Paul Johnson reacts stoically to the loss at Duke.
Photo: Grant Halverson/Getty Images
Photo: Grant Halverson/Getty Images

The game that wasn’t: What if Tech and UCF had played?

Central Florida is one of the four remaining unbeatens among FBS teams. The others are Alabama, which is No. 1 in the College Football Playoff rankings; Miami, which is No. 3, and No. 5 Wisconsin. The 10-0 Knights are No. 15, which tells us what the selection committee thinks of their schedule as played. 

Georgia Tech is 5-5 with one game remaining. The Yellow Jackets are 11-point home underdogs against Georgia. There’s a good chance they’ll finish their regular season 5-6, which wouldn’t meet the standard for bowl eligibility. 

Tech was slated to face UCF in Orlando on Sept. 16. That game was canceled in the wake of Hurricane Irma. In the run-up to what appears a rather tepid Tech-Georgia convocation, this idle mind wonders: What if Tech-UCF had been played? 

Irma arrived in the immediate wake of its brother Harvey. UCF’s inland campus became a staging area for relief efforts, Spectrum Stadium serving as a hub. Due to the storms, the Knights themselves had scattered. Their game against Memphis on Sept. 9 was postponed until Sept. 30, forcing cancellation of their scheduled game with Maine and Memphis’ date with Georgia State. 

For the American Athletic Conference, the UCF-Memphis game has assumed massive importance. The Knights won 40-13. It’s the only loss for either team. (The Tigers are No. 21 in the CFP rankings.) Should UCF beat South Florida this Friday, the Knights will face Memphis again for the AAC title. 

To date, this has been a golden season for the team once known as the Golden Knights. They didn’t start playing football until 1979. Georgia fans will recall UCF coming within an iffy offensive-interference call from victory in Sanford Stadium in 1998. Tech fans will note that George O’Leary, who’d beaten the Bulldogs three times when based at the Flats, again did the deed with the Knights in the 2010 Liberty Bowl. (Final score of that lollapalooza: UCF 10, UGA 6.) In 2013, O’Leary’s Knights went 12-1 and beat Baylor in the Fiesta Bowl. 

UCF is in pole position for a New Year’s Six bowl. Indeed, ESPN projects that the Knights will face Georgia in the Chick-fil-A Peach Bowl on New Year’s Day. The Bulldogs, however, still have a path to the playoff. Due to its schedule, UCF has no such shot. But what, we ask again, if its schedule had included Georgia Tech? 

We stipulate that a victory over Tech on Sept. 16 would have looked better then than now. The Jackets lost 42-41 to Tennessee on Labor Day in a game they’d dominated until they flopped. On Sept. 16, Tennessee was No. 23 in the Associated Press poll; it would lose that day at Florida and lose every SEC game thereafter. On Sept. 16, a one-point loss to the Volunteers didn’t seem one-tenth as awful as it does today. 

Winning in Orlando would have lifted Tech to 2-1. Subsequent victories over North Carolina and Pittsburgh would surely have made the Jackets a Top 25 team when they ventured to Miami on Oct. 12. (They were 26th in that week’s AP poll.) The game against the Hurricanes was Tech’s first on an opponent’s field. Might they have fared better – they lost by one point on a field goal at 0:04 after a fourth-down conversion via a deflected pass – with another game’s worth of road-testing? 

Had Tech played and won in Orlando, it would be bowl-eligible today. If Victory No. 6 isn’t forthcoming Saturday, the Jackets will need a waiver to grace a postseason game. As we speak, athletic director Todd Stansbury – once UCF’s AD; small world – is trying to rustle up a 12th regular-season game so his team can bank another victory. He has been trying for a while.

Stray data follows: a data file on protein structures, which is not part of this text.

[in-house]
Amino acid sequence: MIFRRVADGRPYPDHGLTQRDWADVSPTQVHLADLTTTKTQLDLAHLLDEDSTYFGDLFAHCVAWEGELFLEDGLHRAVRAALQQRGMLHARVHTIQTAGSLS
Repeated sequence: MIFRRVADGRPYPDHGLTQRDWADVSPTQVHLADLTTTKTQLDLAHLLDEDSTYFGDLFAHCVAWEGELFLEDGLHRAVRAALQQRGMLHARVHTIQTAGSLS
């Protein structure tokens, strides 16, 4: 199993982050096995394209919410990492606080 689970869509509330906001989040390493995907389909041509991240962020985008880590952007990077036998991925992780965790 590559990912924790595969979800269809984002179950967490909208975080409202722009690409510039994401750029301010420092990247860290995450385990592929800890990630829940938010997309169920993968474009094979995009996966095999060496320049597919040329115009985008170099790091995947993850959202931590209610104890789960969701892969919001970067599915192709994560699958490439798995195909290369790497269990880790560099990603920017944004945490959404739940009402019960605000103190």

Say the Jackets had beaten UCF and hadn’t gotten unlucky at the end against Miami: They’d have been 5-1 at midseason and ranked No. 15, give or take, in the land. They’d have had a momentum that this season, due to those one-point losses, never assumed. Momentum can be a powerful thing. 

And if Tech had lost to UCF? It would be 5-6 facing a probable 5-7, which wouldn’t have affected its waiver case. Such claims depend on availability -- if there are enough .500-or-better teams, the point is moot -- and academic ratings.

As for UCF: Beating Tech would have gotten the Knights into the AP Top 25 a bit sooner. As it was, they didn’t crack those rankings until Oct. 1. If we go by ESPN’s Football Power Index, a win over Tech would have been UCF’s best victory. Per FPI, the Jackets are No. 27, which admittedly sounds high; Memphis is No. 33. The Knights’ only victory over a Power 5 school came against Maryland, which is No. 74. 

Would a victory over Tech have given UCF a playoff shout? ESPN’s Brad Edwards, the best in the business at this stuff, said no. “It really wouldn’t have changed much. Their non-conference schedule still wouldn’t have been good enough. Really, the best a Group of Five (the football equivalent of ‘mid-major’) team can hope for is a New Year’s Six game, and that’s where they are.” 

With a game that never was, we can’t know what might have been. Maybe all that would have changed is one more win for a team that has 10 victories and one more loss for a five-L team. The belief here is that how Tech and UCF fared against each other would have supplied a significant marker for both. But, as the former Virginia Tech/Maryland/Kentucky coach Jerry Claiborne would say, “That’s that old ’iffin game.”

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About the Author

Mark Bradley
Mark Bradley
Mark Bradley is a sports columnist and blogger for The Atlanta Journal-Constitution. He has been with the AJC since 1984.
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